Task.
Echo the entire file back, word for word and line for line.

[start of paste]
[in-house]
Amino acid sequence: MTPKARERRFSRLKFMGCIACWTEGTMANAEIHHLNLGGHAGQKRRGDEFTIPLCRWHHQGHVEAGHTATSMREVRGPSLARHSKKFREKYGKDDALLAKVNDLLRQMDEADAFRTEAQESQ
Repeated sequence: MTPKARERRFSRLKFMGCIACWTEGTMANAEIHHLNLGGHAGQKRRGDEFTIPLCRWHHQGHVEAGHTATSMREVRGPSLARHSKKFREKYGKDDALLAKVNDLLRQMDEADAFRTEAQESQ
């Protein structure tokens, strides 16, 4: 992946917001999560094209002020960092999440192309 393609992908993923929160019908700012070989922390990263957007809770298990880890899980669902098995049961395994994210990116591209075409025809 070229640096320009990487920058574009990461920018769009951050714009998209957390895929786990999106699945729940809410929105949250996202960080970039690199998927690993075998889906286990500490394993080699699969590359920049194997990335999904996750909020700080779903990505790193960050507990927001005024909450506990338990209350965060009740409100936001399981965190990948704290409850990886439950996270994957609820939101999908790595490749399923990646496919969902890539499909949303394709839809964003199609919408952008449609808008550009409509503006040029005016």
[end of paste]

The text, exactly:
[in-house]
Amino acid sequence: MTPKARERRFSRLKFMGCIACWTEGTMANAEIHHLNLGGHAGQKRRGDEFTIPLCRWHHQGHVEAGHTATSMREVRGPSLARHSKKFREKYGKDDALLAKVNDLLRQMDEADAFRTEAQESQ
Repeated sequence: MTPKARERRFSRLKFMGCIACWTEGTMANAEIHHLNLGGHAGQKRRGDEFTIPLCRWHHQGHVEAGHTATSMREVRGPSLARHSKKFREKYGKDDALLAKVNDLLRQMDEADAFRTEAQESQ
């Protein structure tokens, strides 16, 4: 992946917001999560094209002020960092999440192309 393609992908993923929160019908700012070989922390990263957007809770298990880890899980669902098995049961395994994210990116591209075409025809 070229640096320009990487920058574009990461920018769009951050714009998209957390895929786990999106699945729940809410929105949250996202960080970039690199998927690993075998889906286990500490394993080699699969590359920049194997990335999904996750909020700080779903990505790193960050507990927001005024909450506990338990209350965060009740409100936001399981965190990948704290409850990886439950996270994957609820939101999908790595490749399923990646496919969902890539499909949303394709839809964003199609919408952008449609808008550009409509503006040029005016």